New Book | Irish Country Furniture and Furnishings, 1700–2000

Posted in books by Editor on May 15, 2021

From Cork UP:

Claudia Kinmonth, Irish Country Furniture and Furnishings, 1700–2000 (Cork University Press, 2020), 576 pages, ISBN: 978-1782054054, €39 / $45.

This major illustrated study investigates farmhouse and cabin furniture from all over the island of Ireland. It discusses the origins and evolution of useful objects, what materials were used and why, and how furniture made for small spaces, often with renewable elements, was innate and expected. Encompassing three centuries, it illuminates a way of life that has almost vanished. It contributes as much to our knowledge of Ireland’s cultural history as to its history of furniture.

This is a is a substantially different book from Kinmonth’s Irish Country Furniture, 1700–1950, published by Yale UP in 1993 and reprinted several times. The new book incorporates the findings of a lot of recent research. Nearly all the black and white pictures in the 1993 book are now in colour, or have been changed for the better, and now include different examples (except archive pictures). Many of the author’s fieldwork photographs from the late 1980s, have been digitised and will now be published for the first time. The extent has almost doubled; there are an extra 120 illustrations; the main text has been fully updated and revised; there is a new chapter ‘Small Furnishings and Utensils’, and there is a new preface by Louis Cullen. Reflecting the considerable addition of new material, the time scale is also broadened to include discussions of objects and interiors up to 2000.

The book looks at influences such as traditional architecture, shortage of timber, why and how furniture was painted, and the characteristics of designs made by a range of furniture makers. The incorporation of natural materials such as bog oak, turf, driftwood, straw, recycled tyres or packing cases is viewed in terms of use and durability. Chapters individually examine stools, chairs and then settles in all their ingenious and multi-purpose forms. How dressers were authentically arranged, with displays varying minutely according to time and place, reveal how some had indoor coops to encourage hens to lay through winter. Some people ate communally or slept in outshot beds, in the coldest north-west—all this is illustrated through art as well as surviving objects.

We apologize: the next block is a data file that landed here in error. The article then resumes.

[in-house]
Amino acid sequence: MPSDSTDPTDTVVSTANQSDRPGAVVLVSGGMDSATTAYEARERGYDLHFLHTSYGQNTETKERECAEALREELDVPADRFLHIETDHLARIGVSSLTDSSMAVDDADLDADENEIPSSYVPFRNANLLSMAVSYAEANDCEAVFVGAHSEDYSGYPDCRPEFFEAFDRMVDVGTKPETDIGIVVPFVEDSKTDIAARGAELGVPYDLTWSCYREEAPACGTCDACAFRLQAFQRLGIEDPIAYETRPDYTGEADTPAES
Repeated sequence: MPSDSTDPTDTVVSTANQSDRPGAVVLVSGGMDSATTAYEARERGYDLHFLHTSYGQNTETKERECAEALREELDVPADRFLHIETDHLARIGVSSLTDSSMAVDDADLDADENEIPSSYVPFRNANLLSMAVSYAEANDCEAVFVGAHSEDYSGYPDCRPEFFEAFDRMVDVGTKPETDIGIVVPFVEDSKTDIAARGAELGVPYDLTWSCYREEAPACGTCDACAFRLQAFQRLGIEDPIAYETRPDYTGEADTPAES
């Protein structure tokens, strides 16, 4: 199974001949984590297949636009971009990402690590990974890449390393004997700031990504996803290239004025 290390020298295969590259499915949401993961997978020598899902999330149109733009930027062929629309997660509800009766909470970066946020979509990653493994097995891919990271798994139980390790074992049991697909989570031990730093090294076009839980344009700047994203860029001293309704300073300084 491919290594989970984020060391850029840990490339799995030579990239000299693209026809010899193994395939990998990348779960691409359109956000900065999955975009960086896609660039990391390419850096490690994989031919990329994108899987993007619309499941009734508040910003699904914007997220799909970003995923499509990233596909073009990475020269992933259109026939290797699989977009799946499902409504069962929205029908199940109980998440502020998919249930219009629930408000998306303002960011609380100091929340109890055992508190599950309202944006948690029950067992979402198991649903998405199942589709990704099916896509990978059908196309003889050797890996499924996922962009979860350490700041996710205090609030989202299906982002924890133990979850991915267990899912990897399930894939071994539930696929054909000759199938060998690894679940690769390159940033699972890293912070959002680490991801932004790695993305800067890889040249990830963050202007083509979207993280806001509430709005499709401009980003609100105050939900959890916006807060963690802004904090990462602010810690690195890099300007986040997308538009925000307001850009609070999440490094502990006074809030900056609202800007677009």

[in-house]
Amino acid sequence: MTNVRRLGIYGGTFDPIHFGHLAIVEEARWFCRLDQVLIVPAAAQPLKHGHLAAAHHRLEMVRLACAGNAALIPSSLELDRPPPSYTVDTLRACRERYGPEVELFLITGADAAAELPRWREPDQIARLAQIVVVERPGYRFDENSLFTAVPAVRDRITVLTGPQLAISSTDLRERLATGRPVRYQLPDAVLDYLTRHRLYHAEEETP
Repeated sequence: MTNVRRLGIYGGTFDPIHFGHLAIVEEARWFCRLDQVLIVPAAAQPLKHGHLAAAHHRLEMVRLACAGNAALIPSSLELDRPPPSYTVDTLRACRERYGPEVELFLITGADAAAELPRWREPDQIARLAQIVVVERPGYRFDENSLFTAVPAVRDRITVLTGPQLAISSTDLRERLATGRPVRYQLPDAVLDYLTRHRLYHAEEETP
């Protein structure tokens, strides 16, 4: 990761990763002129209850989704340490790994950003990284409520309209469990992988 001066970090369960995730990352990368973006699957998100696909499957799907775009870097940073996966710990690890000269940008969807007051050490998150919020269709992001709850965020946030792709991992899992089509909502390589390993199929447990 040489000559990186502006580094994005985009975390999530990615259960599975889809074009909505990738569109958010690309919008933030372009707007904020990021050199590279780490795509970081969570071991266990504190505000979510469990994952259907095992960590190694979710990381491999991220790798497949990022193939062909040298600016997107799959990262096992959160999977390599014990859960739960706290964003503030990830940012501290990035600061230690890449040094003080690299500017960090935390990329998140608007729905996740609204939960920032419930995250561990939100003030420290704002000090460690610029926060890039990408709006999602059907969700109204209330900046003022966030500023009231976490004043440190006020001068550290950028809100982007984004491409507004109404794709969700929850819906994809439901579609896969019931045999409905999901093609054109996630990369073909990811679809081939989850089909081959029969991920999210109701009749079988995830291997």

Claudia Kinmonth is Research Curator (Domestic Life), Ulster Folk Museum and a Visiting Research Fellow, Moore Institute, NUI Galway. She is the author of Irish Rural Interiors in Art (Yale UP).

New Book | Building the Irish Courthouse and Prison

Posted in books by Editor on May 15, 2021

From Cork UP:

Richard Butler, Building the Irish Courthouse and Prison: A Political History, 1750–1850 (Cork: Cork University Press, 2020), 652 pages, ISBN: 978-1782053699, €39 / $45.

This book is the first national history of the building of some of Ireland’s most important historic public buildings. Focusing on the former assize courthouses and county gaols, it tells a political history of how they were built, who paid for them, and the effects they had on urban development in Ireland.

Using extensive archival sources, it delves in unprecedented detail into the politics and personalities of county grand jurors, Protestant landed society, government prison inspectors, charities, architects, and engineers, who together oversaw a wave of courthouse and prison construction in Ireland in an era of turbulent domestic and international change. It investigates the extent to which these buildings can be seen as the legacy of the British or imperial state, especially after the Act of Union, and thus contributes to ongoing debates within post-colonial studies regarding the built environment. Richly illustrated with over 300 historic drawings, photographs, and maps, Building the Irish Courthouse and Prison analyses how and why these historic buildings came to exist. It discusses crime, violence, and political and agrarian unrest in Ireland during the years when Protestant elites commissioned such extensive new public architecture. The book will be of interest to academic and popular audiences curious to learn more about Irish politics, culture, society, and especially its rich architectural heritage.

Richard J. Butler is a Lecturer in the Historic Built Environment, Centre for Urban History, University of Leicester.

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